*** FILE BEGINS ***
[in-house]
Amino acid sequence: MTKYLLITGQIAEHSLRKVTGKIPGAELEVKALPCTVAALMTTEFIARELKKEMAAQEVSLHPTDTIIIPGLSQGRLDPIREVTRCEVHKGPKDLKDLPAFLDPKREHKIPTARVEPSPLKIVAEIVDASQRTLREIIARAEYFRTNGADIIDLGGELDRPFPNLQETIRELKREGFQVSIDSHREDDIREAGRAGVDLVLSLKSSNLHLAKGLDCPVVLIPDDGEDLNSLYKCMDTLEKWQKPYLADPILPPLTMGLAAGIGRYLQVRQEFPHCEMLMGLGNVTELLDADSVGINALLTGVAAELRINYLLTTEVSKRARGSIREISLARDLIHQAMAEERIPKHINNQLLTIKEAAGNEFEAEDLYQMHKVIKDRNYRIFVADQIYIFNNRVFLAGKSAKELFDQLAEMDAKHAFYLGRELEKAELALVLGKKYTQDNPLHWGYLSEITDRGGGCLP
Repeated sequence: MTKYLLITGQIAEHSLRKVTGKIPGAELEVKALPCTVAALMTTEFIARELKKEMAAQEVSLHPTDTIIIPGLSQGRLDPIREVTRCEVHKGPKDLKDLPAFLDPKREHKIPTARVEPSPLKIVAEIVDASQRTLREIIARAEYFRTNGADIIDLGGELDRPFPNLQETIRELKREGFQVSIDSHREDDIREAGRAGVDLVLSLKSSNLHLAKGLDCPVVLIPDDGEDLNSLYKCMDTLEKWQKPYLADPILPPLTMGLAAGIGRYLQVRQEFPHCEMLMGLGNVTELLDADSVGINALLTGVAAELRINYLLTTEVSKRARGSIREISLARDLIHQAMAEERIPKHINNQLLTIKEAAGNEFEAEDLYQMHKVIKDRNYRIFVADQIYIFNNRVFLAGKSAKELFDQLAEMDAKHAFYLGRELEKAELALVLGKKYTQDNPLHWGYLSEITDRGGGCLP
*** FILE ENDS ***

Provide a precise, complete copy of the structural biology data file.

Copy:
[in-house]
Amino acid sequence: MTKYLLITGQIAEHSLRKVTGKIPGAELEVKALPCTVAALMTTEFIARELKKEMAAQEVSLHPTDTIIIPGLSQGRLDPIREVTRCEVHKGPKDLKDLPAFLDPKREHKIPTARVEPSPLKIVAEIVDASQRTLREIIARAEYFRTNGADIIDLGGELDRPFPNLQETIRELKREGFQVSIDSHREDDIREAGRAGVDLVLSLKSSNLHLAKGLDCPVVLIPDDGEDLNSLYKCMDTLEKWQKPYLADPILPPLTMGLAAGIGRYLQVRQEFPHCEMLMGLGNVTELLDADSVGINALLTGVAAELRINYLLTTEVSKRARGSIREISLARDLIHQAMAEERIPKHINNQLLTIKEAAGNEFEAEDLYQMHKVIKDRNYRIFVADQIYIFNNRVFLAGKSAKELFDQLAEMDAKHAFYLGRELEKAELALVLGKKYTQDNPLHWGYLSEITDRGGGCLP
Repeated sequence: MTKYLLITGQIAEHSLRKVTGKIPGAELEVKALPCTVAALMTTEFIARELKKEMAAQEVSLHPTDTIIIPGLSQGRLDPIREVTRCEVHKGPKDLKDLPAFLDPKREHKIPTARVEPSPLKIVAEIVDASQRTLREIIARAEYFRTNGADIIDLGGELDRPFPNLQETIRELKREGFQVSIDSHREDDIREAGRAGVDLVLSLKSSNLHLAKGLDCPVVLIPDDGEDLNSLYKCMDTLEKWQKPYLADPILPPLTMGLAAGIGRYLQVRQEFPHCEMLMGLGNVTELLDADSVGINALLTGVAAELRINYLLTTEVSKRARGSIREISLARDLIHQAMAEERIPKHINNQLLTIKEAAGNEFEAEDLYQMHKVIKDRNYRIFVADQIYIFNNRVFLAGKSAKELFDQLAEMDAKHAFYLGRELEKAELALVLGKKYTQDNPLHWGYLSEITDRGGGCLP